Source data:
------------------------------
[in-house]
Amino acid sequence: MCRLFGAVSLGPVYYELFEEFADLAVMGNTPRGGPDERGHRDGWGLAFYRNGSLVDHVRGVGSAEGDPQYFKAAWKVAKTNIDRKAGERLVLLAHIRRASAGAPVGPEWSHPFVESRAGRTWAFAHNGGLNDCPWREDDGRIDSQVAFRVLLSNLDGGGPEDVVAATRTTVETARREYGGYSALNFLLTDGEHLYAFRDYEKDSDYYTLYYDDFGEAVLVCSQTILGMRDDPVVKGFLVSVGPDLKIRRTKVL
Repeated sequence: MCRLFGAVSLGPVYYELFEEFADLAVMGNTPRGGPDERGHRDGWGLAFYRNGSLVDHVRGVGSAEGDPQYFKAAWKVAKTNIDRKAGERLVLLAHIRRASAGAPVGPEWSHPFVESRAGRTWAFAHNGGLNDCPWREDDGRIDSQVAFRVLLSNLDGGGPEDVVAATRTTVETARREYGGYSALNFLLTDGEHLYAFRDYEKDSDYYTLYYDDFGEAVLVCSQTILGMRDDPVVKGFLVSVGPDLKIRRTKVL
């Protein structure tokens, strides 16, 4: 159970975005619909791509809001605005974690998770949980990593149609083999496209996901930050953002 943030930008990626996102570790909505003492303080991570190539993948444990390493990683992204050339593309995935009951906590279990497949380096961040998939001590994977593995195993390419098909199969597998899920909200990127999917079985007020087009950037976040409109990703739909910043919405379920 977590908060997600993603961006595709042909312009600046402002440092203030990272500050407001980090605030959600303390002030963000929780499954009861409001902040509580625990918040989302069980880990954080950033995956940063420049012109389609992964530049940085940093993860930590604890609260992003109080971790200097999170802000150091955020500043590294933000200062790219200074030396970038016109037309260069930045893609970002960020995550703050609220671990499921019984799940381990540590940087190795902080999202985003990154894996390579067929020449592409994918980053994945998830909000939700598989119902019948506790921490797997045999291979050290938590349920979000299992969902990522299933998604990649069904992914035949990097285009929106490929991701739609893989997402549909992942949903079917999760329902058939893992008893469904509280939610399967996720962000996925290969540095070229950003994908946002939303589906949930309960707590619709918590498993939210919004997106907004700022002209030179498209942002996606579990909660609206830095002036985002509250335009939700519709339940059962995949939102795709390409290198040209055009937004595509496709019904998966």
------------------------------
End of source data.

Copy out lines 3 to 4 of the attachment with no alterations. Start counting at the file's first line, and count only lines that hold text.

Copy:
Repeated sequence: MCRLFGAVSLGPVYYELFEEFADLAVMGNTPRGGPDERGHRDGWGLAFYRNGSLVDHVRGVGSAEGDPQYFKAAWKVAKTNIDRKAGERLVLLAHIRRASAGAPVGPEWSHPFVESRAGRTWAFAHNGGLNDCPWREDDGRIDSQVAFRVLLSNLDGGGPEDVVAATRTTVETARREYGGYSALNFLLTDGEHLYAFRDYEKDSDYYTLYYDDFGEAVLVCSQTILGMRDDPVVKGFLVSVGPDLKIRRTKVL
């Protein structure tokens, strides 16, 4: 159970975005619909791509809001605005974690998770949980990593149609083999496209996901930050953002 943030930008990626996102570790909505003492303080991570190539993948444990390493990683992204050339593309995935009951906590279990497949380096961040998939001590994977593995195993390419098909199969597998899920909200990127999917079985007020087009950037976040409109990703739909910043919405379920 977590908060997600993603961006595709042909312009600046402002440092203030990272500050407001980090605030959600303390002030963000929780499954009861409001902040509580625990918040989302069980880990954080950033995956940063420049012109389609992964530049940085940093993860930590604890609260992003109080971790200097999170802000150091955020500043590294933000200062790219200074030396970038016109037309260069930045893609970002960020995550703050609220671990499921019984799940381990540590940087190795902080999202985003990154894996390579067929020449592409994918980053994945998830909000939700598989119902019948506790921490797997045999291979050290938590349920979000299992969902990522299933998604990649069904992914035949990097285009929106490929991701739609893989997402549909992942949903079917999760329902058939893992008893469904509280939610399967996720962000996925290969540095070229950003994908946002939303589906949930309960707590619709918590498993939210919004997106907004700022002209030179498209942002996606579990909660609206830095002036985002509250335009939700519709339940059962995949939102795709390409290198040209055009937004595509496709019904998966």